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Personal Possessions

Your own belongings are yours alone and your partner does not have any automatic legal right to them. If you own items jointly, you own them in the shares you put towards the purchase price. For example if you put £100 towards a £400 television, you own one-quarter of it. If you do own things jointly, you will have to decide whether to buy out your partner's share, sell them your share, or sell the items and split the proceeds. You may prefer simply to divide up the things you own jointly between you. Except for things like antiques and artwork, most items are worth less when sold second hand than they were bought for or would cost to replace.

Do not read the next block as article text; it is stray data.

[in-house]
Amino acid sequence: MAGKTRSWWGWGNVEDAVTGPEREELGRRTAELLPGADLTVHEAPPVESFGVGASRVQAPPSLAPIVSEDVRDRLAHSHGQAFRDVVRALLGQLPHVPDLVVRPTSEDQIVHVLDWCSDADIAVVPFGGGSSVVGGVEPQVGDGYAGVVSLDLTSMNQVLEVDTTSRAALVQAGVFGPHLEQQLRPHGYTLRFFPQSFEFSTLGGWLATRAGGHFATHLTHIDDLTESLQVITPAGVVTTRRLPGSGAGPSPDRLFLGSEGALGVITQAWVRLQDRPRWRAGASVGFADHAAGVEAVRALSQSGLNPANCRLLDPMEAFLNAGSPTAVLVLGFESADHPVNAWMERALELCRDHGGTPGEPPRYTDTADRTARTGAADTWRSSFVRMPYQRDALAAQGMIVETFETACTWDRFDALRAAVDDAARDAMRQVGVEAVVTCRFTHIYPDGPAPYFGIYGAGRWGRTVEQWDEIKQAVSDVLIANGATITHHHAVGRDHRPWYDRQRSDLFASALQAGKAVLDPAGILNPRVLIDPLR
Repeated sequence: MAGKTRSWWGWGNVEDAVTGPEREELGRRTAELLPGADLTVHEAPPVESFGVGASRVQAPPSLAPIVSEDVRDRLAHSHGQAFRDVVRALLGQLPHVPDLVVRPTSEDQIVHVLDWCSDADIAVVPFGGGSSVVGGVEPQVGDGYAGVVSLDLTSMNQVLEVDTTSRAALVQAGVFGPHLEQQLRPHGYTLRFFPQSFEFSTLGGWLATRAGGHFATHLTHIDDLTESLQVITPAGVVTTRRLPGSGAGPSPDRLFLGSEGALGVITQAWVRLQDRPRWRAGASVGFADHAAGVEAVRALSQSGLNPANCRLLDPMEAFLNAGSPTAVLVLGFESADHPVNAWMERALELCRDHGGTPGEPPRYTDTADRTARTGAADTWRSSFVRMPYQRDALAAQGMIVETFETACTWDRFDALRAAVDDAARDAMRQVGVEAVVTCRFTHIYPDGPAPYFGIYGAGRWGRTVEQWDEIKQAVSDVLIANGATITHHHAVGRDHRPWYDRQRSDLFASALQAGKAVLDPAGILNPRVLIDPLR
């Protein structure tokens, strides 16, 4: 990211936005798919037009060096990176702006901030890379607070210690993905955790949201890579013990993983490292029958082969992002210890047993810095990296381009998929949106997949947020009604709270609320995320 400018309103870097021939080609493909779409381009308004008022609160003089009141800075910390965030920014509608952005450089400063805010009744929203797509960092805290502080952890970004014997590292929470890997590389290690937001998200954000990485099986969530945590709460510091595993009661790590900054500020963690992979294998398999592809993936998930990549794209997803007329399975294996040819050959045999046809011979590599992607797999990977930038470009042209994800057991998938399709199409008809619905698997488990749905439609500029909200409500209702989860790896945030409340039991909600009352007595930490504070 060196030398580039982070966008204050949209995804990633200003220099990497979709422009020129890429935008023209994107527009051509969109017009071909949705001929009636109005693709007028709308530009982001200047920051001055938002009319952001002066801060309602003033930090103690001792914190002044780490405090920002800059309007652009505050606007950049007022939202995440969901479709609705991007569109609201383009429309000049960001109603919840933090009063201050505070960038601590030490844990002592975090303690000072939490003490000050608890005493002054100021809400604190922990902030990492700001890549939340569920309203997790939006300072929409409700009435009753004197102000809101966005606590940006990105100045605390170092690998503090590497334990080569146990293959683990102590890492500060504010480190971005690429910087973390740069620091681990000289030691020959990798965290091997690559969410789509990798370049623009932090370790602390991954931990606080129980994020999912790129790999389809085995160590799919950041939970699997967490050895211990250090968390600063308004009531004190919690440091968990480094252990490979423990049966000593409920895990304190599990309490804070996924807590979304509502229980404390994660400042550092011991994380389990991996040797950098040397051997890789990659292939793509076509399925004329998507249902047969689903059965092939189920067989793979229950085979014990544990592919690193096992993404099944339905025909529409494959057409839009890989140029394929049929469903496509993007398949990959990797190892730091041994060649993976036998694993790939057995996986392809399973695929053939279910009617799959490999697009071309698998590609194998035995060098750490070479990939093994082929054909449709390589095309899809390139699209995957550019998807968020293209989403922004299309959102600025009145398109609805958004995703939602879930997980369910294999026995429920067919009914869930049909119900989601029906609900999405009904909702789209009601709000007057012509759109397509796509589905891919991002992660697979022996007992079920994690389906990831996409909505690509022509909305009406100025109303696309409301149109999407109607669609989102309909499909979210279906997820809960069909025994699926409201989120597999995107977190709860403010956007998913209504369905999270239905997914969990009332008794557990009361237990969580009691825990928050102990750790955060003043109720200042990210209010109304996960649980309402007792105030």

Penny
Read how others coped:
Penny
'I felt responsible because I had made the decision to leave, so I wasn't thinking very sensibly.
I just left with my clothes, a few personal possessions and my car. Later when the house was sold, I did get half of that. But there were savings and an endowment policy and all the furniture. I just walked away with nothing. If it was happening now, I would do things differently. I was so wrapped in the emotional trauma of it all, I just didn't think about my future at all. Looking back, a 50-50 split would have been fairer.'

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